On Friday night, I finally watched John Mackenzie’s Play for Today adaptation of Alan Garner’s Red Shift (1978), released on DVD as part of the BFI’s sci-fi season last year. I remembered watching CBBC’s adaptation of Elidor as a child, a frightening and entrancing series, so I was keen to see another screen treatment of Garner’s work. It lends itself well to experimental and challenging productions, and Red Shift is no exception, a remarkable piece of work.
Dealing with shifts in time but consistency of space, the film follows three men living in different periods, as their lives and experiences echo each other – they are linked by a historical artefact (a beaker axe-head) and the ancient Cheshire landscape around them, Mow Cop in particular. Garner himself originated in Cheshire, and Red Shift gives an evocative sense of place and a vivid impression of adolescent experience, the two major thematic aspects of the film.
From first viewing, I find it hard to fault Red Shift. The only issue I had was that, having read discussions online that it was incredibly difficult to follow, I was expecting this to be the case. I spent too much time guardedly considering all possible meanings of the material before me, when reading up on the narrative afterwards only demonstrated that the clearest reading of the film would have been to take the images on-screen at face value, immersing myself in the world created.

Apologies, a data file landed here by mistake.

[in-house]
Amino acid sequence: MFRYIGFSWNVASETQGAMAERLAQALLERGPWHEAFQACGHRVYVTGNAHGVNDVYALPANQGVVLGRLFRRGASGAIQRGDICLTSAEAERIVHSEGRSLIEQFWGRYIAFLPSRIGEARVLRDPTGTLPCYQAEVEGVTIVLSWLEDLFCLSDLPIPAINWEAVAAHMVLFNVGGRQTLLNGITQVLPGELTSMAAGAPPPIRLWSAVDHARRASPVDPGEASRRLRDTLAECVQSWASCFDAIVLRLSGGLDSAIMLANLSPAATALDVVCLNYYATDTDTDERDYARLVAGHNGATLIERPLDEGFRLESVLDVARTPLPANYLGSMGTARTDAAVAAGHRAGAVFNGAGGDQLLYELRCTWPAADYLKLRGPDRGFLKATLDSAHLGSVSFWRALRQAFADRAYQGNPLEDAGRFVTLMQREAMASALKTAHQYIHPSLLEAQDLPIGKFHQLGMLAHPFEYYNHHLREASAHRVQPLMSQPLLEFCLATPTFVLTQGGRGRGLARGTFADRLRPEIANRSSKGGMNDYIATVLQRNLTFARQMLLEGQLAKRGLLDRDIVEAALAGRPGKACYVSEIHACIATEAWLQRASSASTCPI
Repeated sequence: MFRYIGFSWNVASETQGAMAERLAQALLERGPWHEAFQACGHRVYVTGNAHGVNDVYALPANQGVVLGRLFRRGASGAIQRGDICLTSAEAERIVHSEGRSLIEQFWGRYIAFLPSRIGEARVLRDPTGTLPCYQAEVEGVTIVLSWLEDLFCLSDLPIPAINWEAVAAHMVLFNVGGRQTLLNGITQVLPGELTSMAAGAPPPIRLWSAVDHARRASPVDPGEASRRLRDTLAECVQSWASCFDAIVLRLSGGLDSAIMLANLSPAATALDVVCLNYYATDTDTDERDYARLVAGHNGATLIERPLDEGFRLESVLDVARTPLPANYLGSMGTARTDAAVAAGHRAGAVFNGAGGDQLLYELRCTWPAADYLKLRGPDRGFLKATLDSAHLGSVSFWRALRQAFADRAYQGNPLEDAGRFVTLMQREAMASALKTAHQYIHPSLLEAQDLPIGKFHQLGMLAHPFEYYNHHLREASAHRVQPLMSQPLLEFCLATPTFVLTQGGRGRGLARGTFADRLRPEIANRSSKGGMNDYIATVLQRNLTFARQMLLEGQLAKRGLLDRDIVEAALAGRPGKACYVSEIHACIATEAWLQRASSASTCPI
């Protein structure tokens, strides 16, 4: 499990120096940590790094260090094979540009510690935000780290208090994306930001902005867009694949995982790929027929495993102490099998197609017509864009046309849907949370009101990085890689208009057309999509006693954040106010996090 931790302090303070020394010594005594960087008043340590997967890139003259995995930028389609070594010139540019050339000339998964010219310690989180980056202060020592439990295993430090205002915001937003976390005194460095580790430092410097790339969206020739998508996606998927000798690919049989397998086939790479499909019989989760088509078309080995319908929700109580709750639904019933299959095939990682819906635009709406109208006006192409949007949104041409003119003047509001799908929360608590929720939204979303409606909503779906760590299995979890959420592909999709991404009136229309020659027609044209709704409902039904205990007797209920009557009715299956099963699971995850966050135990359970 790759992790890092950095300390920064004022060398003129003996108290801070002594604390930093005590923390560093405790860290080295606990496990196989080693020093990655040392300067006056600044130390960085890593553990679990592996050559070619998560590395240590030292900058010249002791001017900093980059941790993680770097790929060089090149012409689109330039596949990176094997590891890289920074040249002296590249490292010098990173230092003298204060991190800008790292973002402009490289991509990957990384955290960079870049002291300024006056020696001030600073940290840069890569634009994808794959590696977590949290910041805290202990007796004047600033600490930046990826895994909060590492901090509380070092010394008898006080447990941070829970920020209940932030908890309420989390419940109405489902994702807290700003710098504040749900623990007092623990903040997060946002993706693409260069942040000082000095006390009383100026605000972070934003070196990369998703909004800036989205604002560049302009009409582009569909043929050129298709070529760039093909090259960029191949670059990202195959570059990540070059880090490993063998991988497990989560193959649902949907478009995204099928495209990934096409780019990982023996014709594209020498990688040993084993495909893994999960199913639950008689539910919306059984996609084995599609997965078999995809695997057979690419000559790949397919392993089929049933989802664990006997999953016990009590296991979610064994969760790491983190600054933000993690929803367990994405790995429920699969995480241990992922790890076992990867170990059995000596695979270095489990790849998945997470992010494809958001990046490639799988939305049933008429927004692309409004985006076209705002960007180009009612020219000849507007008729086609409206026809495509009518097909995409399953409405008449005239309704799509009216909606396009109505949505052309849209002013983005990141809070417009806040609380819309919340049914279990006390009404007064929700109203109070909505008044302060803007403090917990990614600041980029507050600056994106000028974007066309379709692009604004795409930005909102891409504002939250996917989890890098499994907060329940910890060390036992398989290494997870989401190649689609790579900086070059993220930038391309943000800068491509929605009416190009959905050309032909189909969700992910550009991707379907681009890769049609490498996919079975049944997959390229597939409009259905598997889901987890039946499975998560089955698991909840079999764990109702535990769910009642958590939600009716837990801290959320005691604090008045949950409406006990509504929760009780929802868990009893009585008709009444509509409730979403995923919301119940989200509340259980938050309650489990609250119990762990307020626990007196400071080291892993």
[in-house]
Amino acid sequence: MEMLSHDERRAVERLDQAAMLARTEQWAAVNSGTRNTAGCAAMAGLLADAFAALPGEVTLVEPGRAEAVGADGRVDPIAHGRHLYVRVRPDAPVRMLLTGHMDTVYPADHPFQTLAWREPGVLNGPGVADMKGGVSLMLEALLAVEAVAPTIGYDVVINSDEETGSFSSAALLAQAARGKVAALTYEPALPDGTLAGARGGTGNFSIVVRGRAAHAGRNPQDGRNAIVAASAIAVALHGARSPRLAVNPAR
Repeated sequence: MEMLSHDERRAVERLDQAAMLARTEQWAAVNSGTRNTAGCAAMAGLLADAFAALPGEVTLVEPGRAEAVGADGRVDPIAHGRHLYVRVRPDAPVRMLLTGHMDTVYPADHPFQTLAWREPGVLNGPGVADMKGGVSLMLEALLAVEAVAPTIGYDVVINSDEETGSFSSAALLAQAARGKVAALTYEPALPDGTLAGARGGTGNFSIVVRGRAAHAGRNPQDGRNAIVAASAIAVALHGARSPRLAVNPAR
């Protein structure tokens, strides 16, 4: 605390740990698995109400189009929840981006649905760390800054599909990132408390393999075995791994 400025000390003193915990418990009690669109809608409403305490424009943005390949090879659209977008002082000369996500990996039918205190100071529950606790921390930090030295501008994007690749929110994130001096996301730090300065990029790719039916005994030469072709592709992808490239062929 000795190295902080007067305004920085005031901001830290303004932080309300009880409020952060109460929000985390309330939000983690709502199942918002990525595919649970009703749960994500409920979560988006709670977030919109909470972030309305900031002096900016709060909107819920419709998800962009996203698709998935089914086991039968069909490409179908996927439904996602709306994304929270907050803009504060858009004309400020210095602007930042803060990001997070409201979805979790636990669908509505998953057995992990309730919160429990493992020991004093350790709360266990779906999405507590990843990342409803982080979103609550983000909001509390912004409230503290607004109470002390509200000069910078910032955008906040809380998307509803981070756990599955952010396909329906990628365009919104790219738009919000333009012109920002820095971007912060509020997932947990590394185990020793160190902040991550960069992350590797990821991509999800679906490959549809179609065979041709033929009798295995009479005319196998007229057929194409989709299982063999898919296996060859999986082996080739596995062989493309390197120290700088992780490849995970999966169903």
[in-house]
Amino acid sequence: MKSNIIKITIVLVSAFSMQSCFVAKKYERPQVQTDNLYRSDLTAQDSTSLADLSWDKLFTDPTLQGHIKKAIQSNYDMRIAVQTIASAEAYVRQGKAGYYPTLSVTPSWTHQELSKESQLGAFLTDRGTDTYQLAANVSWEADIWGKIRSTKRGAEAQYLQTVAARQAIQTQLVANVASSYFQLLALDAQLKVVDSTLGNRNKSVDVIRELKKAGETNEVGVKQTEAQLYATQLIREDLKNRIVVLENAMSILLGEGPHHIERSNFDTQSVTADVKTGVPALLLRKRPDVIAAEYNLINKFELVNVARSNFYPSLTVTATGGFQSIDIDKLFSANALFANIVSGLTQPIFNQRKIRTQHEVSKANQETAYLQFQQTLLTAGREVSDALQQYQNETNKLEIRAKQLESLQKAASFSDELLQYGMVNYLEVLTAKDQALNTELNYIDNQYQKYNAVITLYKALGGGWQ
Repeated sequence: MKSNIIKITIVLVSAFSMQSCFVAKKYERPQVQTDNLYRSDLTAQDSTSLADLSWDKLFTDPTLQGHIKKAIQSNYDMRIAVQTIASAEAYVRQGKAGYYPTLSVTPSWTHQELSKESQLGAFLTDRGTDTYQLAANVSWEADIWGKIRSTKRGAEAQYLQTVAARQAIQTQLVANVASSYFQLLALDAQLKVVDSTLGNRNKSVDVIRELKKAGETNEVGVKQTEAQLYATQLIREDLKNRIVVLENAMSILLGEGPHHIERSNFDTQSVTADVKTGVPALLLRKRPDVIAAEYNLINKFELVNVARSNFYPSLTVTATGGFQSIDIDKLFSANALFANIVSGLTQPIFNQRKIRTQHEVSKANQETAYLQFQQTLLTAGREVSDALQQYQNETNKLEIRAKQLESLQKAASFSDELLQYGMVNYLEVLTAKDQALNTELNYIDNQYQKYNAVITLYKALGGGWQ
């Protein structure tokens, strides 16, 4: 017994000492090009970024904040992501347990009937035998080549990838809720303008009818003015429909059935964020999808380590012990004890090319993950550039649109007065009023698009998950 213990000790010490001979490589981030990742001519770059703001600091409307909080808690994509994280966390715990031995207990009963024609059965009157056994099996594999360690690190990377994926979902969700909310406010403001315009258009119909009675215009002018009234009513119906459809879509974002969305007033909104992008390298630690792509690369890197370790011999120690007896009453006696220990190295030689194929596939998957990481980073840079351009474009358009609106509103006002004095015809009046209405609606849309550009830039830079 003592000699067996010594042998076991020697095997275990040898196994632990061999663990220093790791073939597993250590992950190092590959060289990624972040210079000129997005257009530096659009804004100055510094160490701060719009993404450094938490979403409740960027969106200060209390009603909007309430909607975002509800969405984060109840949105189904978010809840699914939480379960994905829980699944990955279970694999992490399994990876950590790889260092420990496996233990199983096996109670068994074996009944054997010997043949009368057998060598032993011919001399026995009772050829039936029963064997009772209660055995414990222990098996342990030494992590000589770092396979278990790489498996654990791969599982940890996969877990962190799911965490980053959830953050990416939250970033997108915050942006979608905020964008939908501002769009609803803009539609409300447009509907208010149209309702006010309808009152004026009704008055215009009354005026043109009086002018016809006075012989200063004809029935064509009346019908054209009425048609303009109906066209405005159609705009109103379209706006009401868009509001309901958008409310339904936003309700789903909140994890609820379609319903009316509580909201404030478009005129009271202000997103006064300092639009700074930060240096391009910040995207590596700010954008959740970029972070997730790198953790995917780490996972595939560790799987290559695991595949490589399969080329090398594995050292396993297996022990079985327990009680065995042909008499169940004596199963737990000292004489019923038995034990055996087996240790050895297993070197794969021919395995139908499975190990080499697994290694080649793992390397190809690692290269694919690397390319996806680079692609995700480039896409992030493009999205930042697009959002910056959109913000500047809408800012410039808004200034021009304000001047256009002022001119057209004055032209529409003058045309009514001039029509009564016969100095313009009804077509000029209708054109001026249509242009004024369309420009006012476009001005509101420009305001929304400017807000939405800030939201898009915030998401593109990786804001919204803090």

In this regard, Red Shift had me dwelling on a statement Lindsay Anderson made on film in a 1966 interview: “I don’t think that the cinema is really a medium for the discussion of ideas, or words. For me the cinema is a poetic medium”. Red Shift discusses its author’s ideas (this is only made clearer by the accompanying 1972 documentary on the DVD, One Pair of Eyes, an equally fascinating insight into Garner’s creative process), but these are wrapped indelibly with the emotions, instincts and psychology of its characters. The most significant aspect I took from the film was its subtle, intuitive portrayal of their emotional experience, Tom’s (Stephen Petcher) especially. The viewer must trust their own instinct here – it was when I did that I identified best what was being put across, and empathised with it.
The film is vivid in its evocation of place and the psychological impressions we impose on and detect from our surroundings. Phil Ryan’s atmospheric post-punk soundtrack helps, echoing through characters’ minds across different eras and accentuating the adolescent energy integral to Tom’s mentality. There’s something thorough and self-consciously lyrical about his speeches. It isn’t necessarily naturalistic dialogue, but it is incredibly true to a teenage interior monologue. I know this myself having lived it for several years, and I also know as a result how easy it is for drama to do it badly, lazily. Garner reflects very clearly the perception that often comes with adolescence. It calls to mind Stewart Lee discussing some TV shows that Alan Garner wasn’t involved with – relevant, nonetheless.
Similarly, I wish there were more programmes like Red Shift around now. There is a degree of emotional sophistication and integrity that elevates it drastically. It’s a striking, mature, immersive and, on balance, one of the best pieces of drama I’ve had the pleasure to discover in recent years.